There are operational issues, but these are transparently and consistently flagged by management. Meanwhile the group is deploying its substantial cash reserves into extending operations and developing some promising exploration assets.
BSV posted some interesting thoughts on this PGM producer over the weekend.
As ever, the investment case lives or dies by PGM spot prices. These have spiked up and could always fall just as swiftly. Everything I’ve seen recently points to a fairly buoyant picture in this regard, at least over the next 1-2 years, but DYOR.
And if you do hold, it’s one that needs active managing and monitoring due to its commodity exposure in my view.
Paul’s Section Onthemarket (LON:OTMP)
110p (unchanged, at 09:35) – mkt cap £80m
This is a challenger portal in residential property, a long way behind Rightmove (LON:RMV) and Zoopla.
OTMP issued a positive update, which I covered here on 14 Dec 2020.
Today we get another update.
OnTheMarket plc (AIM: OTMP), the majority agent-owned company which operates the OnTheMarket.com property portal, is pleased to announce an update on trading for the year to 31 January 2021.
Revenues – new guidance is £23.0m (old: £22.5m)
Adj operating profit – new guidance is £2.3m (old: £1.5m)
That’s a useful improvement in profitability, but not earth shattering.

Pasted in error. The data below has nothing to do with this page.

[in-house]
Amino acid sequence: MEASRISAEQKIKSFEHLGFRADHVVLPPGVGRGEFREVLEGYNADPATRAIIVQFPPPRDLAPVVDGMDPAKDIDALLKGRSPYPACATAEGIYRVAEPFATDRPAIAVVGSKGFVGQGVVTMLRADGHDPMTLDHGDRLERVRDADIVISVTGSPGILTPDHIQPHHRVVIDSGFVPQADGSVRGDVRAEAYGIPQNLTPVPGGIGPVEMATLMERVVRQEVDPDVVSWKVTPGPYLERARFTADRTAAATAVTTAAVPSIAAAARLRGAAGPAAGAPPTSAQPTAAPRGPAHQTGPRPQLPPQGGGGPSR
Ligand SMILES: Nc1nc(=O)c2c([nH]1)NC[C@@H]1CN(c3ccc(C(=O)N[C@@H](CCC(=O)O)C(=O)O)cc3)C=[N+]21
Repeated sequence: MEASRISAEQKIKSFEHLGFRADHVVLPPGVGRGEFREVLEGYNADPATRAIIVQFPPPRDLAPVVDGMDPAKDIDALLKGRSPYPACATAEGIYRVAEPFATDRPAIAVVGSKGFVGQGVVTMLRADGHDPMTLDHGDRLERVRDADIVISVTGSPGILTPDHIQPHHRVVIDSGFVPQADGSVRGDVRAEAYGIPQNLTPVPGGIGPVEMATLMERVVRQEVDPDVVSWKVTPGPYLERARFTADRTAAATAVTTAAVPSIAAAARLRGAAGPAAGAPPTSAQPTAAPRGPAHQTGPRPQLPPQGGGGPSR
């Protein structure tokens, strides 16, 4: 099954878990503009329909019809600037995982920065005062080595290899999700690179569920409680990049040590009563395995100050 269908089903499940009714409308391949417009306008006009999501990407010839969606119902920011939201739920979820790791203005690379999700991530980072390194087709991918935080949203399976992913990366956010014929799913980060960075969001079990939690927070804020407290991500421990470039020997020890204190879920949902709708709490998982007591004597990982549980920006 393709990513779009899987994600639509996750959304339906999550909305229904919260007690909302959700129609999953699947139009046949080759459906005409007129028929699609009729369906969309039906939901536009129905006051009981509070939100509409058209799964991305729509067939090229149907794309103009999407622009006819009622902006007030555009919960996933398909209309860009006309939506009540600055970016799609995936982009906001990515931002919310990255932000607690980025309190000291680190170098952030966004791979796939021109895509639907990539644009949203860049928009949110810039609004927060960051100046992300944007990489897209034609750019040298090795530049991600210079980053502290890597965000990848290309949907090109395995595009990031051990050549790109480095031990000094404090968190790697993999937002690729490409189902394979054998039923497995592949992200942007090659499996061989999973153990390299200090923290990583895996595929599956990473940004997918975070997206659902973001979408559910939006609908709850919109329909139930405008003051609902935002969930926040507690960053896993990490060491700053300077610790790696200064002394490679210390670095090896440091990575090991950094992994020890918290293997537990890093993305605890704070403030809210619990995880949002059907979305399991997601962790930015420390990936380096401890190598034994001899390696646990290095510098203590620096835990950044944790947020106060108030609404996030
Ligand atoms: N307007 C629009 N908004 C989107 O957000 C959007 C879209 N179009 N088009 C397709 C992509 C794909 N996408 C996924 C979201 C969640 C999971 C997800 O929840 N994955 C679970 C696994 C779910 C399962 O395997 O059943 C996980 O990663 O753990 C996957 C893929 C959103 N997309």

Revenue growth is up 22% on LY, and a substantial loss of £(9.2)m LY has become a small profit this year, so definite signs of progress here.
Net cash – was £10.9m at 30 Nov 2020, down slightly to £10.7m at year end of 31 Jan 2021. Deferred creditors are £0.4m – good to see this reported, which all companies should be doing, but only some are.
Cost-cutting (especially marketing) allowed the move into profits. This demonstrates the flexibility of an online business, which is one of the reasons I like to invest in internet growth companies.
Outlook – marketing spending likely to rise again this year.
Also increased spending on the website.
My opinion – this update seems reassuring. I very much like the fact that massive cash burn is a thing of the past (hopefully). Generally speaking, I think heavy marketing spend is often largely wasted money. Hence I prefer a leaner spending approach.
There’s something potentially interesting here, in my view. I’ve topped up my position size a little in recent months, but it’s usually very illiquid – difficult to buy more than 5k shares at a time, and with a wide spread.